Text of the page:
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Production Assistant, Diabetes In Control

Exercise Benefits

A 39-year-old, overweight (BMI 27 kg/m2) patient comes into your office for his annual wellness examination. Routine labs show random plasma glucose of 176 mg/dL, so you ask him to return for a fasting plasma glucose and A1C. The results show a FPG 139 mg/dL and A1C of 7.7%. He is resistant to the idea of starting medication and is very keen on pursuing a trial period of dietary modifications and an exercise program, especially after you tell him about the benefits of moderate exercise on diabetes. Which of the following statements about exercise is true? A. Exercise reduces basal insulin levels only when paired with proper diet B. Exercise can lead to weight loss, but rarely reduces A1C levels C. Exercise can reduce all-cause mortality by up to 38% D. Exercise must be rigorous and regular to lead to greatest reduction in mortality Follow the link for the answer.

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Diabetes Treatment Software

Would you consider using a diabetes software program that can determine the best treatment for type 2 and provide you 3 possible solutions that fit into the patient’s budget using their insurance? Follow the link to see how you and your colleagues compare.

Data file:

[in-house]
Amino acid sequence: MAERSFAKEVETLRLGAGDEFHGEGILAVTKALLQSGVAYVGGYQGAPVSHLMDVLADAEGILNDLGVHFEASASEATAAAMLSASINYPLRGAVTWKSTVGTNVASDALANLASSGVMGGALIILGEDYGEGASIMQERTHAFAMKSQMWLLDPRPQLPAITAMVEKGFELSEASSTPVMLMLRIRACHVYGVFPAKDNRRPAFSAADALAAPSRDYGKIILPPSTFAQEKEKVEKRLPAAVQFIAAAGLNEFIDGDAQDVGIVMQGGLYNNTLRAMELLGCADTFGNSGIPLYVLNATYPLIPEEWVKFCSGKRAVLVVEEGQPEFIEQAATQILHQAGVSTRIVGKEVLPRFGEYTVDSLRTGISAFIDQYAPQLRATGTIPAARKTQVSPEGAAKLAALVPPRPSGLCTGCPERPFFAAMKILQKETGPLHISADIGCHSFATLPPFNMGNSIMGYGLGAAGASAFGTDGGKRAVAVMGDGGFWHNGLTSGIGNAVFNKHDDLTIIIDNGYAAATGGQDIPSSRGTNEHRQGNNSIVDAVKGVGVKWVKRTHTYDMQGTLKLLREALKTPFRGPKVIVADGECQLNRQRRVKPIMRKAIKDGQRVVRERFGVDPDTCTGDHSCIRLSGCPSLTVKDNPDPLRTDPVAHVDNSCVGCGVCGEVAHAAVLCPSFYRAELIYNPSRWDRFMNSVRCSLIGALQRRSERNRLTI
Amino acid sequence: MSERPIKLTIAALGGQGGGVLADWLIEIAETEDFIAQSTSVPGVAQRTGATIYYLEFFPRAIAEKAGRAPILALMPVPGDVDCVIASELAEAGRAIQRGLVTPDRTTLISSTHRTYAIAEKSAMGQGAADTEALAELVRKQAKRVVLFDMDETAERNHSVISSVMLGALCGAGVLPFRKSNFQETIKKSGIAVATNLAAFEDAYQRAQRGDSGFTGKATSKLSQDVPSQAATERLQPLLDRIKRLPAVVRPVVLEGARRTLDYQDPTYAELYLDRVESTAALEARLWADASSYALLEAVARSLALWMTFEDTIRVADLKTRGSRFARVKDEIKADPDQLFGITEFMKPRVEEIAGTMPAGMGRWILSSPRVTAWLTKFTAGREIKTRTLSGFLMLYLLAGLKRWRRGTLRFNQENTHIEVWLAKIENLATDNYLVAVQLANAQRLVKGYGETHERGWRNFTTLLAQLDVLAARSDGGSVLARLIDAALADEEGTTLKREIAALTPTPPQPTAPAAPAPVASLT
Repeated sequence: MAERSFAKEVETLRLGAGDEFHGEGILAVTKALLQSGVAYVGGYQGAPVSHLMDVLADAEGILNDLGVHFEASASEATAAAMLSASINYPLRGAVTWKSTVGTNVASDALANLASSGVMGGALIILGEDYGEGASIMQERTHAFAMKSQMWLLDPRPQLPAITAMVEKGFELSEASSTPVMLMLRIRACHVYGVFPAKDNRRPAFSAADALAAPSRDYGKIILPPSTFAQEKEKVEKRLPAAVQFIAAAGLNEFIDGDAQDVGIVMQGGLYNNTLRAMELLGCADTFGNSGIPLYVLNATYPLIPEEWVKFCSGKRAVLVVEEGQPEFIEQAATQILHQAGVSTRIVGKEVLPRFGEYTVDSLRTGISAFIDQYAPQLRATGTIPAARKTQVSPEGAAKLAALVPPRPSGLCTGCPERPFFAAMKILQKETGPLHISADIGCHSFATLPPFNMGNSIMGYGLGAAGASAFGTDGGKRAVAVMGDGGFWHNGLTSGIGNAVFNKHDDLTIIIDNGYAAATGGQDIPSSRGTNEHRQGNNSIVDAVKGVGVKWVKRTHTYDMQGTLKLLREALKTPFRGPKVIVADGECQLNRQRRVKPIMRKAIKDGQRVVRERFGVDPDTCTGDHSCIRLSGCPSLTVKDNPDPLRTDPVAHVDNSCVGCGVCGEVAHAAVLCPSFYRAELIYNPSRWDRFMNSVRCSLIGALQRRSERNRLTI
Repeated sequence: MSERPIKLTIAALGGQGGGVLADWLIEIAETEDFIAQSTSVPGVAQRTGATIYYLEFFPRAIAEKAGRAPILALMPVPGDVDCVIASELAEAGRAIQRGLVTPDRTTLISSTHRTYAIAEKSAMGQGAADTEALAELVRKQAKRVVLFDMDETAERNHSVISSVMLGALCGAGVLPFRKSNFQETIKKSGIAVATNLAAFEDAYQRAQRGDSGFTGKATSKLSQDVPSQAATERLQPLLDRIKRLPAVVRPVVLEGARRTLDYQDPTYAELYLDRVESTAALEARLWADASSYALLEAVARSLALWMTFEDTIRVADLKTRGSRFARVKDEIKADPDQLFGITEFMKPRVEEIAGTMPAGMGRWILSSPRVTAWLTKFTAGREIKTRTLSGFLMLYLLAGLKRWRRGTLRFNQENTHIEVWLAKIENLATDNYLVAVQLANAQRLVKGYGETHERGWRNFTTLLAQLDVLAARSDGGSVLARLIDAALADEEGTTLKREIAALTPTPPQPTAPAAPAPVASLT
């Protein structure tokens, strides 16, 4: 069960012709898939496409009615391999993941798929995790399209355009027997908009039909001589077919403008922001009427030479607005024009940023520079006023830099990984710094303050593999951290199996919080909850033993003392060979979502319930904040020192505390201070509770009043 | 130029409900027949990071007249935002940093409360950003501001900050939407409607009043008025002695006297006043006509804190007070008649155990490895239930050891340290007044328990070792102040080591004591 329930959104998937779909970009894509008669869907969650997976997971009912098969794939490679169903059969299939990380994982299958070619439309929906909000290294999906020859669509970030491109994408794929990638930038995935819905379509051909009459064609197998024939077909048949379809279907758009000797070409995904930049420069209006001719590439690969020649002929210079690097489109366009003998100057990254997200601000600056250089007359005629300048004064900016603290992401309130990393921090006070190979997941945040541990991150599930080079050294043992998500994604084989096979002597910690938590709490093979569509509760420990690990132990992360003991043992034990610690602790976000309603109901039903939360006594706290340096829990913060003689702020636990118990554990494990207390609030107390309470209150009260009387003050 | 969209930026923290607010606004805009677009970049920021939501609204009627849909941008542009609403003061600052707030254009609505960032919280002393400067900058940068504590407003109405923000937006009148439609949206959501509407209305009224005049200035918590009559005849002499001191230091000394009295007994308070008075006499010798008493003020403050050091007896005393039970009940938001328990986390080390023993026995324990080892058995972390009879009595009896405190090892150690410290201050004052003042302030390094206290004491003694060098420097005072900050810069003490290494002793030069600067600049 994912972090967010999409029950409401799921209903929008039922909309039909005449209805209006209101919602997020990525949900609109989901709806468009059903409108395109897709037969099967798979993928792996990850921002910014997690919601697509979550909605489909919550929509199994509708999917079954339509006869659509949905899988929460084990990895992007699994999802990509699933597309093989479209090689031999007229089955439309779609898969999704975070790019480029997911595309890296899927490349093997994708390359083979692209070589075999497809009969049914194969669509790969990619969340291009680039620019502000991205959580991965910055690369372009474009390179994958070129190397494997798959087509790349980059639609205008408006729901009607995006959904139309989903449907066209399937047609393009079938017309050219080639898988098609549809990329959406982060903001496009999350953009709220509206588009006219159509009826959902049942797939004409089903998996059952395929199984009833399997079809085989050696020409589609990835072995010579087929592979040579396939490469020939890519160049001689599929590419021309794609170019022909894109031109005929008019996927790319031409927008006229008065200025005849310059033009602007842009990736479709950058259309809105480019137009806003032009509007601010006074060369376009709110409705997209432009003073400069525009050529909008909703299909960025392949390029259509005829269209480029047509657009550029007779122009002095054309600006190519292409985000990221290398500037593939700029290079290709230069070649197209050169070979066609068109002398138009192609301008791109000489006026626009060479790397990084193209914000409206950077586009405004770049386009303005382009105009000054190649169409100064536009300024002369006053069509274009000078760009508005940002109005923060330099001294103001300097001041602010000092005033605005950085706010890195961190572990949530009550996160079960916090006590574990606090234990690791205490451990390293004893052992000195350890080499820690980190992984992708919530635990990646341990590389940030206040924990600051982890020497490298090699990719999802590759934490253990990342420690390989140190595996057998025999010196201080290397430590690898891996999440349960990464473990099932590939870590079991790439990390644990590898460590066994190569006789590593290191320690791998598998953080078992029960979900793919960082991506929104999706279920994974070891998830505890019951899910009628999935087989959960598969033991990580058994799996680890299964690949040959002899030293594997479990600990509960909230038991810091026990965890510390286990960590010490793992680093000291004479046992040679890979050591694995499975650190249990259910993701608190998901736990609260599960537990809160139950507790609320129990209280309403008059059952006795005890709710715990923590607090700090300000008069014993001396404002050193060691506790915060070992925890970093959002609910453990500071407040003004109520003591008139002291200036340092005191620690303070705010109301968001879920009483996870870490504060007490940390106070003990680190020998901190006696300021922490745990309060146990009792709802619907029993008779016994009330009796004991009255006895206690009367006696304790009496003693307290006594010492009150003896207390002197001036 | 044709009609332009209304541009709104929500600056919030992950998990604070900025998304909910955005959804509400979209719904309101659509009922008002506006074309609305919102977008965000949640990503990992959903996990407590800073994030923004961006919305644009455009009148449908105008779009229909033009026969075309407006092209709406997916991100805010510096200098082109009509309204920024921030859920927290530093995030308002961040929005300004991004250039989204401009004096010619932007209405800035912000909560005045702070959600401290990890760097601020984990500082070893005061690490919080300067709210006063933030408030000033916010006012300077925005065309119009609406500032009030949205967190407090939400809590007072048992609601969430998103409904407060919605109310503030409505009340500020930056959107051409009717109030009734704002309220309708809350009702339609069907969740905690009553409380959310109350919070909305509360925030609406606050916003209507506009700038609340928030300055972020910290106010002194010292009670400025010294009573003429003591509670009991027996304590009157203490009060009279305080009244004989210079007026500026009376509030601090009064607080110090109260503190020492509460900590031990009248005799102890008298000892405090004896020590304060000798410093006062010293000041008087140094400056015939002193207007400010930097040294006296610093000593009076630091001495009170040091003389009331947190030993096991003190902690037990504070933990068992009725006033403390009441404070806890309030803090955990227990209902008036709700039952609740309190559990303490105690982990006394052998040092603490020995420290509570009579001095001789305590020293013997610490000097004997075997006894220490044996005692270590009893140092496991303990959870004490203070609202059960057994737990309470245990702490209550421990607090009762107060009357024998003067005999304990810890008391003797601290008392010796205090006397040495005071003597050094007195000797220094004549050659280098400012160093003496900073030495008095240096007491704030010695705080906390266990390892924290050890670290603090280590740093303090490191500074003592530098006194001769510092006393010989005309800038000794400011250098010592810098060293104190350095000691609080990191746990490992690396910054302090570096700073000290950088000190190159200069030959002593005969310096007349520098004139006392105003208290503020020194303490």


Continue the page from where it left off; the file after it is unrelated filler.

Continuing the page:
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International Textbook of Diabetes Mellitus, 4th Ed., Excerpt #109: Type 2 Diabetes and Cancer Part 2

Links between diabetes and cancer: common risk factors

Epidemiologic studies demonstrate that those with diabetes are more likely to develop cancer, but the mechanisms through which this may occur are incompletely understood. The American Diabetes Association and the American Cancer Society published a consensus report in 2010, with the aim of examining the knowledge regarding the association between diabetes and cancer, exploring the risk factors for both conditions, to examine their possible biologic links and to determine whether certain treatments for diabetes modify cancer risk.

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How To Overcome The Complexities of Treatment Decisions For Patients With Type 2 Diabetes, Part 2

Costs vs. Outcomes for Patients With Type 2 Diabetes: The issue of cost in healthcare is a central point in the discussion of the future of medicine. While much is made of the cost of end-of-life care, many of the dollars spent yearly are focused on the treatment of chronic diseases like diabetes. The estimated yearly cost of diabetes care was $245 billion in the U.S. in 2012, the last year for which numbers have been reported. $50 billion of that was related to prescription drug purchases.

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